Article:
Judith Ann Miears and Patricia Anderson v. Jean McPherson Appeal from 25th Judicial District Court of Guadalupe County (memorandum opinion)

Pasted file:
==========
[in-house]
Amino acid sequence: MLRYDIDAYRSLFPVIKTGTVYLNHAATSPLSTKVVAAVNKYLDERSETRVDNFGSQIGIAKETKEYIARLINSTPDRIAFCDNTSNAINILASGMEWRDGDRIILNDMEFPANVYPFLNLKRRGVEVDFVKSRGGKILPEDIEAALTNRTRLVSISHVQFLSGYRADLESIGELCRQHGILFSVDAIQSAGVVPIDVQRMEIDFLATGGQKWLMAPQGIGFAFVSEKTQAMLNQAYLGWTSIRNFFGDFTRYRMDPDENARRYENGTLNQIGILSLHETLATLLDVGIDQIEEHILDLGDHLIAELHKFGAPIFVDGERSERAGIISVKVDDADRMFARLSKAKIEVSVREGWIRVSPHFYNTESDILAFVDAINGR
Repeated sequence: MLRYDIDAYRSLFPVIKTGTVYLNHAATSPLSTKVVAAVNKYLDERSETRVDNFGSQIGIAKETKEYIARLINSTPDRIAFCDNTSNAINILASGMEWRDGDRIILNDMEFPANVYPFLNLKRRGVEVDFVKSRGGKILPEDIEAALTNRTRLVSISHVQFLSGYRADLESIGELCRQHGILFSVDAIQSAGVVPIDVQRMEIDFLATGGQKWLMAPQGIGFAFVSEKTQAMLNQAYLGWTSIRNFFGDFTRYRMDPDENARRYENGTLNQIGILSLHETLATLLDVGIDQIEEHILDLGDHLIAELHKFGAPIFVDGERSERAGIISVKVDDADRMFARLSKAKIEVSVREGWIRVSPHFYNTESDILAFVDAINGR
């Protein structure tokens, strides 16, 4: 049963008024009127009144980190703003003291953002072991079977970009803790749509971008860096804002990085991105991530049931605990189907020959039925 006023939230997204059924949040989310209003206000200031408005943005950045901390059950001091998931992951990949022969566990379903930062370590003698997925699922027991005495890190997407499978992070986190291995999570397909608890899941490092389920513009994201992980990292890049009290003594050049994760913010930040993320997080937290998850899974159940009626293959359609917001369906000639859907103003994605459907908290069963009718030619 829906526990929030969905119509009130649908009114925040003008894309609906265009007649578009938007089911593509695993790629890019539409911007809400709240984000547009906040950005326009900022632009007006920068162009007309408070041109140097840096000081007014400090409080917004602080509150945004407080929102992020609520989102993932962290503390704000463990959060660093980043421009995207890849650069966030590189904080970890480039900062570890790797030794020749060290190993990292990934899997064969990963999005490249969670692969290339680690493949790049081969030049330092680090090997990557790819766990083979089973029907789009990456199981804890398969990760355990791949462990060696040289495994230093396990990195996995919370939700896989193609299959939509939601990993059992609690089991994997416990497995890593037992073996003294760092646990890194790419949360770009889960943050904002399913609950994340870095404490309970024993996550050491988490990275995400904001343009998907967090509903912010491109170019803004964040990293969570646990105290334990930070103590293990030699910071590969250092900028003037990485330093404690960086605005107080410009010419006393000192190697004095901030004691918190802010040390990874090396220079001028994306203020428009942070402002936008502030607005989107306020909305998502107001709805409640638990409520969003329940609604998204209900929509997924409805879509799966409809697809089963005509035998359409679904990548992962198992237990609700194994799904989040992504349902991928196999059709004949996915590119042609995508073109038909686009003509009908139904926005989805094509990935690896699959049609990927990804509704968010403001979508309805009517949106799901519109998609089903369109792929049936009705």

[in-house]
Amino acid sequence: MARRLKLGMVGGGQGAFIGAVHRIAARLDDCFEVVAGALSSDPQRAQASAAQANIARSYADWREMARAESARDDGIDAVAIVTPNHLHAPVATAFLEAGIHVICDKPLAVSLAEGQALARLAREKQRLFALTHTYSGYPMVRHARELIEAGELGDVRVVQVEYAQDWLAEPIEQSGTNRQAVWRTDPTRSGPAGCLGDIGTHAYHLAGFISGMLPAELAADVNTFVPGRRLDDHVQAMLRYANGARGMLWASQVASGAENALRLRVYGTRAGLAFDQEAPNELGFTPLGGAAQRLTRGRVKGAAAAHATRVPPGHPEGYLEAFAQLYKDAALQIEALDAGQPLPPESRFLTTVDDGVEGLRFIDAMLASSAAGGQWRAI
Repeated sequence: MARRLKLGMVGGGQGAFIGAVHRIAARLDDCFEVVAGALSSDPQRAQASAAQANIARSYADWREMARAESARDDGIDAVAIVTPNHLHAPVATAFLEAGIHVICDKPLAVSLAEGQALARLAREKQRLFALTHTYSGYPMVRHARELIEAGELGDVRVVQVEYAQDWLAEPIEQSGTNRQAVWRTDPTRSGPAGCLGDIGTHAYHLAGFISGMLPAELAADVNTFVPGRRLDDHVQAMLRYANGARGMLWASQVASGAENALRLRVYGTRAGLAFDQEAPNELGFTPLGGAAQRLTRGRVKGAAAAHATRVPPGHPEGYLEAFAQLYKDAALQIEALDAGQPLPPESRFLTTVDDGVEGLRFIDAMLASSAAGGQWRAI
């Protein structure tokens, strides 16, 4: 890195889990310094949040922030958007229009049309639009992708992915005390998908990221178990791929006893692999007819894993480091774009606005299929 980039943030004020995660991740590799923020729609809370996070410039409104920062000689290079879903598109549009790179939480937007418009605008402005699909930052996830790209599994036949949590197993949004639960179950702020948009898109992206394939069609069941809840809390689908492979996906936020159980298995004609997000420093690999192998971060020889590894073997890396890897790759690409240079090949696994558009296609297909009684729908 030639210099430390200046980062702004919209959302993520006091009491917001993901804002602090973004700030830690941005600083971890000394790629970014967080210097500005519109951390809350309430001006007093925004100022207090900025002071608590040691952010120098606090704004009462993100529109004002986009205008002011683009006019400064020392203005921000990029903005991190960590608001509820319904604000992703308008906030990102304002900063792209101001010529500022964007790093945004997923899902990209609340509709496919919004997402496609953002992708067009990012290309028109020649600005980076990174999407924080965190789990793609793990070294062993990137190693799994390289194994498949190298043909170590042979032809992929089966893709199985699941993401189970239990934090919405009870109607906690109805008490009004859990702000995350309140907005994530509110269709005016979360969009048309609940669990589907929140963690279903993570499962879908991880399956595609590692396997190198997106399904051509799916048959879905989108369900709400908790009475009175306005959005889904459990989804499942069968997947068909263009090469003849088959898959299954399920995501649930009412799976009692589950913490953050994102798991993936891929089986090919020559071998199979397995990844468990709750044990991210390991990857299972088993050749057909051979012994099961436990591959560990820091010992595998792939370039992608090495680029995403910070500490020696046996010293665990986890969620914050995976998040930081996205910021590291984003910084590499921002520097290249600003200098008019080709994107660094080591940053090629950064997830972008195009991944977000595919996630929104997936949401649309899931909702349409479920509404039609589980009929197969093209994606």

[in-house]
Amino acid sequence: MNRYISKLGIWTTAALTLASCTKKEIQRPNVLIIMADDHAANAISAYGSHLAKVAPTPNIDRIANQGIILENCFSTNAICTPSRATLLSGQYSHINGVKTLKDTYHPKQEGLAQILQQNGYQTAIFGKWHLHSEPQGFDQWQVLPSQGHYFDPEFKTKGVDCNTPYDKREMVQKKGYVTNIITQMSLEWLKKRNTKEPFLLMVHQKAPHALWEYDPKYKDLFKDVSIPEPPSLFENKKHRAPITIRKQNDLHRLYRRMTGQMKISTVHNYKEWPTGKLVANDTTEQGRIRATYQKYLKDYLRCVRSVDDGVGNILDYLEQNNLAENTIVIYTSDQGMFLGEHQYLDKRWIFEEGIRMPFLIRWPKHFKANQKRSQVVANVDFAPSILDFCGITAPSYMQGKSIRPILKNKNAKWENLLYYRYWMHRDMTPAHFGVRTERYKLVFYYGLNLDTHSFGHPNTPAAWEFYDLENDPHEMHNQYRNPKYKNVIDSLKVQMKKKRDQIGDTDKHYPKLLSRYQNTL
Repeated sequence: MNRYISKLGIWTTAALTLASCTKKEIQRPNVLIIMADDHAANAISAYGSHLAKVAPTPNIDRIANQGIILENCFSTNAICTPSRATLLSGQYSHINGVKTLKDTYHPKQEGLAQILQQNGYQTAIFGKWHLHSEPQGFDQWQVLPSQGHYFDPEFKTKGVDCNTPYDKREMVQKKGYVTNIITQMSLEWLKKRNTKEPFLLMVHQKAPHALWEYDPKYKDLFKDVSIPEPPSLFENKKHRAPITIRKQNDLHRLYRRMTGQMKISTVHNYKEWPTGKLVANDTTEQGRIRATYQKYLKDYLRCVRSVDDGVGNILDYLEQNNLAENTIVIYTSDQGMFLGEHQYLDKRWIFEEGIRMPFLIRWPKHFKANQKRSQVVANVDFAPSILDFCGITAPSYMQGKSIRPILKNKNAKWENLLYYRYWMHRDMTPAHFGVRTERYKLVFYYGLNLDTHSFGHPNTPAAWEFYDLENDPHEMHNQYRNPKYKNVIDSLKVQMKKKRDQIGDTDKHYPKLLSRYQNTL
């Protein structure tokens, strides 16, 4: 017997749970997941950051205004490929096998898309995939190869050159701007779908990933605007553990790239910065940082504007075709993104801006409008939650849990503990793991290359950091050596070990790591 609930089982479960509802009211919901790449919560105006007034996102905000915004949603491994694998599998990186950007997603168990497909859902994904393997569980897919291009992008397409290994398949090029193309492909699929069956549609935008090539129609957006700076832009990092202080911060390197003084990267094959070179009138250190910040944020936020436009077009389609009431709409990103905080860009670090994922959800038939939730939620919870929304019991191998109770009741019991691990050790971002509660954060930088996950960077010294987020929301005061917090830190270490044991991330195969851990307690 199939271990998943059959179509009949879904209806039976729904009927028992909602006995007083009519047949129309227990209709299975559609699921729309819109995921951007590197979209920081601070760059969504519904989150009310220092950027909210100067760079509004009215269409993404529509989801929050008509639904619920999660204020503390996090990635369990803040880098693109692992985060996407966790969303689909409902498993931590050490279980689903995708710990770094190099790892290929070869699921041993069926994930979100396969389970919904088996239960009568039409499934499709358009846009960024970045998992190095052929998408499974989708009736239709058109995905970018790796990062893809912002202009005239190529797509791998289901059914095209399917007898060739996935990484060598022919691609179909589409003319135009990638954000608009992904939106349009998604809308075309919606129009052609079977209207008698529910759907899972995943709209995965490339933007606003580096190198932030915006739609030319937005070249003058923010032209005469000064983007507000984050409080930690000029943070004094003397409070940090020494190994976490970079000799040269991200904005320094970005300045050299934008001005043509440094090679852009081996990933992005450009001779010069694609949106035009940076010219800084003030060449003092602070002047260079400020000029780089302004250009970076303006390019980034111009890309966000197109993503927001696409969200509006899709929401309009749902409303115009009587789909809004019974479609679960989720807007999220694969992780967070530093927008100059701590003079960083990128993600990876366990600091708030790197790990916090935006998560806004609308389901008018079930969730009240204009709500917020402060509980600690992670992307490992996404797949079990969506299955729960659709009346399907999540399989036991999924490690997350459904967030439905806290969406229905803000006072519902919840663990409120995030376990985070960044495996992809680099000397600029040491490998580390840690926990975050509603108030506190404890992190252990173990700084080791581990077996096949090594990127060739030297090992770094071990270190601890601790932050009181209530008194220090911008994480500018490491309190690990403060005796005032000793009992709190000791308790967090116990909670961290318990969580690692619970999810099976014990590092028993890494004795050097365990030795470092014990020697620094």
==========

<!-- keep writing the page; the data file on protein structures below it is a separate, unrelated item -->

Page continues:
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Fourth Court of Appeals San Antonio, Texas MEMORANDUM OPINION No. 04-17-00514-CV Judith Ann MIEARS and Patricia Anderson, Appellants v. Jean MCPHERSON, Appellee From the 25th Judicial District Court, Guadalupe County, Texas Trial Court No. 13-0659-CV-A Honorable Jessica Crawford, Judge Presiding OPINION ON MOTION FOR REHEARING Opinion by: Patricia O. Alvarez, Justice Sitting: Patricia O. Alvarez, Justice Luz Elena D. Chapa, Justice Irene Rios, Justice Delivered and Filed: January 16, 2019 AFFIRMED On August 29, 2018, we issued an opinion and judgment in this appeal. Appellee Jean McPherson filed a motion for rehearing, and Appellants filed a response. Having considered the motion and response, we grant the motion, withdraw our August 29, 2018 opinion and judgment, and substitute this opinion and judgment in their stead. In a dispute over an easement across lakefront property, Appellants Judith Ann Miears and Patricia Anderson sued Appellee Jean L. McPherson for declaratory judgment, interference with 04-17-00514-CV easement, private nuisance, and suit to quiet title. McPherson moved for summary judgment against all four claims based on a five-year statute of limitations and against the private nuisance claim based on a two-year statute of limitations. The trial court granted McPherson’s motion against all four claims. We affirm the trial court’s judgment. BACKGROUND Appellants Judith Ann Miears and Patricia Anderson have owned property in the A.J. Grebey Subdivision II near the Guadalupe River for decades. They assert they are current owners of an easement across what the parties refer to as Lake Drive or Tract III, and the easement gives them access to the river. Sometime during 1998–2000, D.R. Barr, the Tract III property owner at that time, built a fence that blocked access—including Miears’s and Anderson’s—across Tract III. In 2005, McPherson purchased several contiguous lots, including Tract III; by March 2006 he completed a boat dock on Tract III’s waterfront. According to McPherson, after he purchased the property, he learned that Barr had not paid the property taxes, and he and the Gardens of Elm Grove Property Owner’s Association (the POA) sued Barr and others over the unpaid taxes. In April 2014, Miears and Anderson intervened; in their original petition, they sued Barr for various claims. McPherson answered as a cross-defendant and asserted he owned Tract III. On April 7, 2016, the trial court signed an agreed order granting the POA and McPherson’s motion for summary judgment against Miears and Anderson’s claims for trespass to try title, invasion of privacy, trespass to real property, and intentional infliction of emotional distress. Miears and Anderson filed a first amended petition that raised claims against McPherson for declaratory judgment, interference with easement, private nuisance, and suit to quiet title. McPherson asserted a five-year statute of limitations defense against all four claims and a two-year statute of limitations defense against the private nuisance claim. -2- 04-17-00514-CV Without stating the basis for its decision, the trial court granted McPherson’s motion in full, granted a permanent injunction against Miears and Anderson, and dismissed all their claims with prejudice. Miears and Anderson (collectively Miears) appeal. Miears’s brief presents two primary issues: whether the trial court erred in (1) proceeding with the summary judgment hearing over Miears’s objections and (2) granting McPherson’s motion for summary judgment. Miears’s second issue consists of three subissues. We refer to Miears’s issue one as her first issue, and her three subissues as issues two, three, and four. OBJECTION TO SUMMARY JUDGMENT EVIDENCE, HEARING In her first and second issues, Miears complains that the trial court erred (1) by allowing the summary judgment hearing to proceed and (2) by overruling all her objections to McPherson’s summary judgment evidence. We consider the evidentiary question first. A. Objections to Summary Judgment Evidence We review “[a] trial court’s rulings on objections to summary judgment evidence . . . under an abuse of discretion standard.” PNP Petroleum I, LP v. Taylor, 438 S.W.3d 723, 732 (Tex. App.—San Antonio 2014, pet. denied) (citing United Blood Servs. v. Longoria, 938 S.W.2d 29, 31 (Tex. 1997) (per curiam)). “A trial court abuses its discretion if it acts without reference to any guiding rules or principles.” In re Estate of Denman, 362 S.W.3d 134, 140–41 (Tex. App.—San Antonio 2011, no pet.) (citing Cire v. Cummings, 134 S.W.3d 835, 838 (Tex. 2004)). “The test for an abuse of discretion is not whether, in the opinion of the reviewing court, the facts present an appropriate case for the trial court’s action, but ‘whether the court acted without reference to any guiding rules and principles.’” Cire, 134 S.W.3d at 838–39; accord Estate of Denman, 362 S.W.3d at 141. “To obtain reversal for an erroneous exclusion or admission of evidence, the appellant must establish the error was harmful, that is, it was calculated to cause and probably did -3- 04-17-00514-CV cause the rendition of an improper judgment.” PNP Petroleum, 438 S.W.3d at 732 (quoting Estate of Denman, 362 S.W.3d at 141); see also TEX. R. APP. P. 44.1(a) (reversible error standard). Miears objected to the admissibility of certain parts of McPherson’s affidavit, but the trial court overruled Miears’s objections. We consider each objection. 1. Warranty Deed Not Properly Authenticated Miears objected to McPherson’s submission of a copy of his August 17, 2005 Warranty Deed with Vendor’s Lien. Miears argues that McPherson did not “provide actual evidence of the legitimacy of the deed” such as “a chain of title from its common source,” the warranty deed should have been a certified copy, and McPherson did not state that he had personal knowledge of the deed. Miears cites Langham v. Gray, 227 S.W. 741, 744–45 (Tex. Civ. App.—Beaumont 1920, no writ), Brownfield v. Brabson, 231 S.W. 491, 492 (Tex. Civ. App.—Amarillo 1921, no writ), and Dunn v. Taylor, 143 S.W. 311, 313 (Tex. Civ. App.—San Antonio 1912), rev’d on reh’g, 147 S.W. 287, 287–88 (Tex. Civ. App.—San Antonio 1912), aff’d, 193 S.W. 663 (Tex. 1917), without explanation or individual case analysis, but each case is readily distinguishable, and none supports her argument that McPherson was required to provide a chain of title for all the tracts. Contrary to Miears’s assertions, McPherson was not required to file a certified copy of the deed. McPherson expressly averred in his affidavit that the Warranty Deed and Vendor’s Lien was “a true and accurate copy of the deed to My Property,” and that was sufficient authentication for the document to be admissible. See TEX. R. EVID. 901(b)(1); Ford Motor Co. v. Ozuna, No. 04-98-00957-CV, 2000 WL 4544, at *2 (Tex. App.—San Antonio Nov. 30, 1999, no pet.) (mem. op.) (“[Authentication] evidence can consist of testimony by a witness that the matter is what it claims to be.”); see also Gadekar v. Zankar, No. 12-16-00209-CV, 2018 WL 2440393, at *5 (Tex. App.—Tyler May 31, 2018, no pet.) (mem. op.) (“Evidence may be authenticated in a number of ways, including by direct testimony from a witness with personal knowledge . . . .”). -4- 04-17-00514-CV 2. Conclusory Statements About Property Purchase Miears objected to McPherson’s statement that he purchased the property “in an arms’ length transaction for its market value” as conclusory because McPherson did not provide facts to support his conclusions. We agree. McPherson did not provide facts to support his conclusions that the purchase was at arms’ length and for market value, and the conclusory statement was not competent summary judgment evidence. See Dolcefino v. Randolph, 19 S.W.3d 906, 930 (Tex. App.—Houston [14th Dist.] 2000, pet. denied) (“A conclusory statement is one that does not provide the underlying facts to support the conclusion. Conclusory statements in affidavits are not proper as summary judgment proof if there are no facts to support the conclusions.”). But McPherson’s conclusory statement does not affect any essential element of his affirmative defense. Any error in admitting the statement was harmless. See TEX. R. APP. P. 44.1(a); Mancorp, Inc. v. Culpepper, 802 S.W.2d 226, 230 (Tex. 1990) (“When erroneously admitted evidence . . . does not concern a material issue dispositive of the case, the error is harmless.”). 3. Controverted Statements Inadmissible Miears objected to McPherson’s statements pertaining to the appearance of the property and Miears’s ongoing access to the property. She argues the statements were inadmissible because she submitted controverting statements regarding Lake Drive’s (Tract III’s) appearance and her ongoing access to the property. Miears provides no authority to support the proposition that a statement in an interested witness’s affidavit is inadmissible because it may be controverted. It is true that if summary judgment evidence controverts an interested witness’s testimony on a material fact, summary judgment is not proper, see TEX. R. CIV. P. 166a(c), but that does not make the interested witness’s affidavit inadmissible. See Kirkwood v. Jefferson Cty., No. 09-16-00337-CV, 2017 WL 4319771, -5- 04-17-00514-CV at *2 (Tex. App.—Beaumont Sept. 28, 2017, no pet.) (mem. op.) (“[W]hile the rules governing summary judgment require that testimonial evidence of an interested witness be ‘clear, positive and direct, otherwise credible and free from contradictions and inconsistencies’ in order for a summary judgment to be based on such evidence, there is no such strict requirement for testimonial evidence used to defeat summary judgment.” (quoting TEX. R. CIV. P. 166a(c)). See generally TIMOTHY PATTON, SUMMARY JUDGMENTS IN TEXAS §§ 6.01[2], 6.03[9] (3d ed. 2018). McPherson’s affidavit was made on his personal knowledge and he set forth facts he averred were true. See TEX. R. CIV. P. 166a(f); Ryland Group, Inc. v. Hood, 924 S.W.2d 120, 122 (Tex. 1996) (reiterating Rule 166a(f)’s requirements). The trial court did not abuse its discretion in overruling Miears’s objections to McPherson’s statements that Miears argues she controverted. 4. Words Suggesting Legal Conclusions Miears objected to McPherson’s use of the words “open,” “obvious,” and “apparent” to describe the improvements he made to the property. She insists the words have specific legal meanings and objected to the court considering the words as legal conclusions. Even assuming the words were stating legal conclusions, in view of the other evidence presented on the type and nature of McPherson’s improvements to the property, any error admitting the words was harmless. See Mancorp, 802 S.W.2d at 230 (“When erroneously admitted evidence is merely cumulative . . . , the error is harmless.”); McLaughlin, Inc. v. Northstar Drilling Techs., Inc., 138 S.W.3d 24, 30 (Tex. App.—San Antonio 2004, no pet.). 5. Statement About Tax Payments Miears objected to McPherson’s statement that he had paid the property taxes as conclusory and offered “without any legitimate proof.” 1 In her pleadings, Miears acknowledged that McPherson “may be paying taxes in relation to the improvements [on the property], or the alleged fee simple ownership thereof.” 1 -6- 04-17-00514-CV In his affidavit, McPherson averred that he paid taxes on the property since he purchased it in 2005. McPherson’s statement is an alleged fact based on his personal knowledge. It is “clear, positive and direct, otherwise credible and free from contradictions and inconsistencies, and could have been readily controverted.” See TEX. R. CIV. P. 166a(c); Casso v. Brand, 776 S.W.2d 551, 558 (Tex. 1989) (“Our summary judgment rule permits the granting of a summary judgment on the basis of uncontroverted testimonial evidence of an interested witness if that evidence ‘is clear, positive and direct, otherwise credible and free from contradictions and inconsistencies, and could have been readily controverted.’” (quoting TEX. R. CIV. P. 166a(c)). Miears offered no controverting evidence, and there is no evidence that the statement was not credible or was contradicted or inconsistent with other evidence. Cf. TEX. R. CIV. P. 166a(c); Casso, 776 S.W.2d at 558; Martin v. Cloth World of Tex., Inc., 692 S.W.2d 134, 136 (Tex. App.—Dallas 1985, writ ref’d n.r.e.). The trial court acted within its discretion in overruling Miears’s objections to McPherson’s statement about tax payments. 6. Tax Record Not Properly Authenticated Finally, Miears objected to McPherson’s submission of a tax record document McPherson described as “a copy of the Guadalupe County Appraisal District CAD sheet for My Property.” Miears argues McPherson did not properly authenticate the tax document. We agree. McPherson did not testify that the sheet “is what it is claimed to be,” contra TEX. R. EVID. 901(b)(1), or otherwise properly authenticate the exhibit, see Estate of Guerrero, 465 S.W.3d 693, 703 (Tex. App.—Houston [14th Dist.] 2015, pet. denied); Llopa, Inc. v. Nagel, 956 S.W.2d 82, 87 (Tex. App.—San Antonio 1997, pet. denied). The Guadalupe County Appraisal District tax report was inadmissible because it was not properly authenticated. See TEX. R. EVID. 901(b)(1); Estate of Guerrero, 465 S.W.3d at 703. But given McPherson’s uncontroverted statement that he paid -7- 04-17-00514-CV the property taxes since he purchased the property in 2005, the trial court’s error in admitting the tax document was harmless. See Mancorp, 802 S.W.2d at 230 (noting that admitting cumulative evidence is harmless error); McLaughlin, Inc. v. Northstar Drilling Techs., Inc., 138 S.W.3d 24, 30 (Tex. App.—San Antonio 2004, no pet.) (citing Mancorp). We overrule Miears’s second issue and turn to her complaint that the trial court erred in denying her motion for continuance. B. Denied Continuance for Summary Judgment Hearing “The granting or denial of a motion for continuance is within the sound discretion of the trial court and will not be disturbed absent a showing the trial court clearly abused that discretion.” Klager v. Worthing, 966 S.W.2d 77, 80 (Tex. App.—San Antonio 1996, writ denied) (citing Villegas v. Carter, 711 S.W.2d 624, 626 (Tex. 1986)); accord Hill v. Hill, 460 S.W.3d 751, 761 (Tex. App.—Dallas 2015, pet. denied). At the hearing, Miears also objected to McPherson’s late-filed summary judgment evidence. The trial court sustained Miears’s objection. Nevertheless, Miears asked the trial court to grant her motion for continuance to have time to rebut evidence the trial court expressly stated it had not seen and would not consider. The trial court proceeded with the hearing. 2 It granted McPherson’s motion for summary judgment and found that it had not read or considered the latefiled summary judgment evidence. On appeal, Miears argues—without citing any supporting authority—that the trial court erred by proceeding with the hearing. Miears failed to preserve her claim of error, see TEX. R. APP. P. 33.1(a) (error preservation), and presents nothing for appellate review, see TEX. R. APP. P. The record does not show the trial court expressly ruled on the motion for continuance, and Miears did not object to the trial court’s failure to rule. See TEX. R. APP. P. 33.1(a); Mitchell v. Bank of Am., N.A., 156 S.W.3d 622, 626 (Tex. App.—Dallas 2004, pet. denied) (error preservation). 2 -8- 04-17-00514-CV 38.1(i) (requiring arguments to be supported by authorities); ERI Consulting Eng’rs, Inc. v. Swinnea, 318 S.W.3d 867, 880 (Tex. 2010) (briefing waiver). We overrule Miears’s first issue. FIVE-YEAR LIMITATIONS DEFENSE In her third issue, Miears argues the five-year adverse possession statute of limitations does not apply and the trial court erred in granting McPherson’s motion for summary judgment. A. Standard of Review We review a summary judgment de novo. See Schlumberger Tech. Corp. v. Pasko, 544 S.W.3d 830, 833 (Tex. 2018) (per curiam); Provident Life & Accident Ins. Co. v. Knott, 128 S.W.3d 211, 215 (Tex. 2003). “[W]e take as true all evidence favorable to the nonmovant, and we indulge every reasonable inference and resolve any doubts in the nonmovant’s favor.” Knott, 128 S.W.3d at 215; accord Pasko, 544 S.W.3d at 833. If “the trial court’s order does not specify the grounds for its summary judgment, we must affirm the summary judgment if any of the theories presented to the trial court and preserved for appellate review are meritorious.” Sw. Bell Tel., L.P. v. Emmett, 459 S.W.3d 578, 587 (Tex. 2015) (quoting Knott, 128 S.W.3d at 216). “A defendant moving for summary judgment on the affirmative defense of limitations has the burden to conclusively establish that defense.” KPMG Peat Marwick v. Harrison Cty. Housing Fin. Corp., 988 S.W.2d 746, 748 (Tex. 1999); accord Pasko, 544 S.W.3d at 833; see TEX. R. CIV. P. 166a(c). If the defendant conclusively proves each element of its defense, the defendant is entitled to summary judgment. See TEX. R. CIV. P. 166a(c); Pasko, 544 S.W.3d at 833–34; Stanfield v. Neubaum, 494 S.W.3d 90, 96 (Tex. 2016). B. Five-Year Adverse Possession Statute of Limitations Miears argues on appeal, inter alia, that McPherson was not entitled to summary judgment because he failed to conclusively establish all the essential elements of his five-year statute of limitations affirmative defense. In McPherson’s motion for summary judgment he argued that the -9- 04-17-00514-CV five-year limitations period for adverse possession bars each of Miears’s claims, the summary judgment evidence conclusively establishes each element, and he was entitled to judgment as a matter of law. See TEX. CIV. PRAC. & REM. CODE ANN. § 16.025 (West 2002). Before we discuss the issue, we recite the relevant statute. 1. Adverse Possession: Five-Year Limitations Period (a) A person must bring suit not later than five years after the day the cause of action accrues to recover real property held in peaceable and adverse possession by another who: (1) cultivates, uses, or enjoys the property; (2) pays applicable taxes on the property; and (3) claims the property under a duly registered deed. (b) This section does not apply to a claim based on a forged deed or a deed executed under a forged power of attorney. TEX. CIV. PRAC. & REM. CODE ANN. § 16.025. See generally Gulf, C. & S.F. Ry. Co. v. Candler, 61 S.W.2d 997, 998 (Tex. Comm’n App. 1933, judgm’t affirmed) (“The right to an easement may be lost by limitations the same as a title in fee.”). 2. Claim to Property Under Deed To be entitled to summary judgment on his five-year statute of limitations defense, McPherson had to conclusively prove each essential element. See TEX. R. CIV. P. 94 (affirmative defenses); KPMG Peat Marwick, 988 S.W.2d at 748. One of the essential elements is to “claim[] the property under a duly registered deed.” TEX. CIV. PRAC. & REM. CODE ANN. § 16.025(a)(3); Nat. Gas Pipeline Co. of Am. v. Pool, 124 S.W.3d 188, 193 (Tex. 2003). For summary judgment purposes, McPherson’s deed is conclusive proof that he “claims the property under a duly registered deed,” but the deed does not grant him ownership of the easement he claims to have adversely possessed. Nevertheless, under supreme court precedent, McPherson’s adverse possession of the easement required Miears to bring suit within five years. - 10 - 04-17-00514-CV 3. Adverse Possession of Easement In City of Galveston v. Williams, the supreme court recognized that the right to an easement may be “lost by the failure to bring suit within five years” where the servient estate has been 30th Street adversely possessed by the land owner. See City of Galveston v. Williams, 6 S.W. 860, 862 (Tex. 1888). In Williams, Lawther owned Outlot No. 114, which Avenue Q, and on the south by Avenue R. No streets Hatch Williams 29th Street the west by Thirty-first street, on the north by 31st Street “was bounded on the east by Twenty-ninth street, on Avenue Q Avenue R were laid off across it; but Thirtieth street, if prolonged sufficiently far directly south, would have extended through it.” Lawther owned the north half of Outlot No. 114, and he sold lots 6 and 7, in the northwest corner, to Hatch. Hatch’s lots did not include any portion of Outlot No. 114 that was along the contemplated extension of 30th Street. “At the date of Lawther’s deed to Hatch, that portion of the outlot which would be embraced in the prolongation of Thirtieth street was within the former’s inclosure, and was occupied by his stables, horse-lot, and gardens.” Id. at 861. Later, Lawther sold to Williams the portion of Outlot No. 114 that “embraces the portion of the lot now claimed to be Thirtieth street, which portion [was] the subject-matter in controversy in [the Williams] suit.” Id. When Williams purchased the property, “Lawther’s inclosure and improvements remained upon the lot, completely obstructing it for the purposes of a street.” Id. Williams, and later his widow, “continued to occupy it, maintaining such inclosure and obstructions, and paying all tax on the same, up to the date of the trial.” Id. - 11 - 04-17-00514-CV Coryell, a private party, succeeded to the Hatch property, and Coryell intervened “to establish an easement in the property appurtenant to the lot claimed by him under the conveyance from Lawther to Hatch.” Id. The court opined on the question: It may be that the language in the deed from Lawther to Hatch was sufficient to invest the grantor, and those holding under him, with an easement in the property in controversy; but, if so, the right has been lost by the failure to bring suit within five years from the date of the registration of the deed from Lawther to Williams. Id. at 861–62. The court explained its reasoning. [T]he sale and conveyance by warranty deed of Lawther to Williams of the parcel of land which embraced within its boundaries the proposed street, and the occupancy by the latter of the strip in controversy, with the improvements which obstructed the way, were acts unequivocally hostile to the easement claimed by the owner of the dominant estate, and made the possession adverse, according to the definition contained in our statutes. Id. at 862. The court concluded that because Williams, the servient estate owner, had paid taxes on the servient estate and had adversely possessed the easement, Coryell lost his right to the easement “by the failure to bring suit within five years from the date of the registration of the deed from Lawther to Williams.” Id. at 861–62. Williams is mandatory authority, but Miears argues it is inapt because it addresses the City’s claim of a dedication to the public, which it does. E.g., id. at 861. But Williams also addresses a private party’s right in an easement, and that portion of the decision is dispositive here. 4. Summary Judgment Proper McPherson’s summary judgment evidence conclusively establishes several crucial facts: (1) McPherson owns the land, including Tract III—albeit burdened by an easement—under a duly registered deed; (2) McPherson paid taxes on the land; and (3) McPherson maintaining the fences that barricaded Tract III and building a boat house and making other permanent improvements on Tract III was “an actual and visible appropriation of real property, commenced and continued under a claim of right that [was] inconsistent with and [was] hostile to [Miears’s] claim.” See TEX. - 12 - 04-17-00514-CV CIV. PRAC. & REM. CODE ANN. § 16.021; Tran v. Macha, 213 S.W.3d 913, 914 (Tex. 2006) (per curiam); Williams, 6 S.W. at 861–62. Thus, under Williams, the trial court could have properly granted summary judgment for McPherson against all of Miears’s claims based on McPherson’s five-year adverse possession limitations defense. See Williams, 6 S.W. at 861–62; see also TEX. R. CIV. P. 166a(c); Pasko, 544 S.W.3d at 833–34; Stanfield, 494 S.W.3d at 96. We overrule Miears’s third issue. PRIVATE NUISANCE TWO-YEAR LIMITATIONS Miears also argued the trial court could not have properly granted McPherson’s motion for summary judgment against Miears’s private nuisance claim under the two-year limitations statute. Because the trial court did not specify the ground on which it granted summary judgment against Miears’s private nuisance claim, and the five-year limitations ground was proper, we must affirm the summary judgment against Miears’s private nuisance claim. See FM Properties Operating Co. v. City of Austin, 22 S.W.3d 868, 872 (Tex. 2000) (“When a trial court’s order granting summary judgment does not specify the grounds relied upon, the reviewing court must affirm summary judgment if any of the summary judgment grounds are meritorious.”). We overrule Miears’s fourth issue. CONCLUSION The trial court did not abuse its discretion by overruling Miears’s objections to some of McPherson’s summary judgment evidence or by allowing the summary judgment hearing to proceed. Further, McPherson conclusively proved each element of his affirmative defense of limitations against all of Miears’s claims. Thus, McPherson was entitled to judgment as a matter of law. Having overruled each of Miears’s issues, we affirm the trial court’s judgment. Patricia O. Alvarez, Justice - 13 -